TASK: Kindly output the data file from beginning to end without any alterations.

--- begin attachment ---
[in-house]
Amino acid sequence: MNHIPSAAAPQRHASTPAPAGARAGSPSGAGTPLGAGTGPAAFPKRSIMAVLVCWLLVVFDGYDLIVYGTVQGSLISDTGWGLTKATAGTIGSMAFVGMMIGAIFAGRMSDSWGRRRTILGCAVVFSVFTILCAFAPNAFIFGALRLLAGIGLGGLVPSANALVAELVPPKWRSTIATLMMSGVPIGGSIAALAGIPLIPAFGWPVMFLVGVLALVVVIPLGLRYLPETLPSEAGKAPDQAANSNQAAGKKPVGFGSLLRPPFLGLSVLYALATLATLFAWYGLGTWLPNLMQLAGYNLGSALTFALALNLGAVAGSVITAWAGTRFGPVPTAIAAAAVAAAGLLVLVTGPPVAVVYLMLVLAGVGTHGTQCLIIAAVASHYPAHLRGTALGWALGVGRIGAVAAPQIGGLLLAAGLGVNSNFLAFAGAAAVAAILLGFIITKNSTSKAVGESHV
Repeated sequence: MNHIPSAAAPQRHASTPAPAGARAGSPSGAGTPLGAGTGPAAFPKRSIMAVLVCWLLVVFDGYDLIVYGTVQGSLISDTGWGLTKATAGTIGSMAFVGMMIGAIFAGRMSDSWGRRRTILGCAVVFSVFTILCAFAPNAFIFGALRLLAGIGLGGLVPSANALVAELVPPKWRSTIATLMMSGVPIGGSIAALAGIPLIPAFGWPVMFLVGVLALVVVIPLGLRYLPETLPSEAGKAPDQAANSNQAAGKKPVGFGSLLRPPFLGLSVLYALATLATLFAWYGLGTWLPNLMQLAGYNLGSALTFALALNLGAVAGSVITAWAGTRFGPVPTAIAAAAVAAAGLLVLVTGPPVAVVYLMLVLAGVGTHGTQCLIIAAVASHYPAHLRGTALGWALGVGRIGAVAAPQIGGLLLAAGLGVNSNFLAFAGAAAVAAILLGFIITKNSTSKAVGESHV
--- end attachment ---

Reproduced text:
[in-house]
Amino acid sequence: MNHIPSAAAPQRHASTPAPAGARAGSPSGAGTPLGAGTGPAAFPKRSIMAVLVCWLLVVFDGYDLIVYGTVQGSLISDTGWGLTKATAGTIGSMAFVGMMIGAIFAGRMSDSWGRRRTILGCAVVFSVFTILCAFAPNAFIFGALRLLAGIGLGGLVPSANALVAELVPPKWRSTIATLMMSGVPIGGSIAALAGIPLIPAFGWPVMFLVGVLALVVVIPLGLRYLPETLPSEAGKAPDQAANSNQAAGKKPVGFGSLLRPPFLGLSVLYALATLATLFAWYGLGTWLPNLMQLAGYNLGSALTFALALNLGAVAGSVITAWAGTRFGPVPTAIAAAAVAAAGLLVLVTGPPVAVVYLMLVLAGVGTHGTQCLIIAAVASHYPAHLRGTALGWALGVGRIGAVAAPQIGGLLLAAGLGVNSNFLAFAGAAAVAAILLGFIITKNSTSKAVGESHV
Repeated sequence: MNHIPSAAAPQRHASTPAPAGARAGSPSGAGTPLGAGTGPAAFPKRSIMAVLVCWLLVVFDGYDLIVYGTVQGSLISDTGWGLTKATAGTIGSMAFVGMMIGAIFAGRMSDSWGRRRTILGCAVVFSVFTILCAFAPNAFIFGALRLLAGIGLGGLVPSANALVAELVPPKWRSTIATLMMSGVPIGGSIAALAGIPLIPAFGWPVMFLVGVLALVVVIPLGLRYLPETLPSEAGKAPDQAANSNQAAGKKPVGFGSLLRPPFLGLSVLYALATLATLFAWYGLGTWLPNLMQLAGYNLGSALTFALALNLGAVAGSVITAWAGTRFGPVPTAIAAAAVAAAGLLVLVTGPPVAVVYLMLVLAGVGTHGTQCLIIAAVASHYPAHLRGTALGWALGVGRIGAVAAPQIGGLLLAAGLGVNSNFLAFAGAAAVAAILLGFIITKNSTSKAVGESHV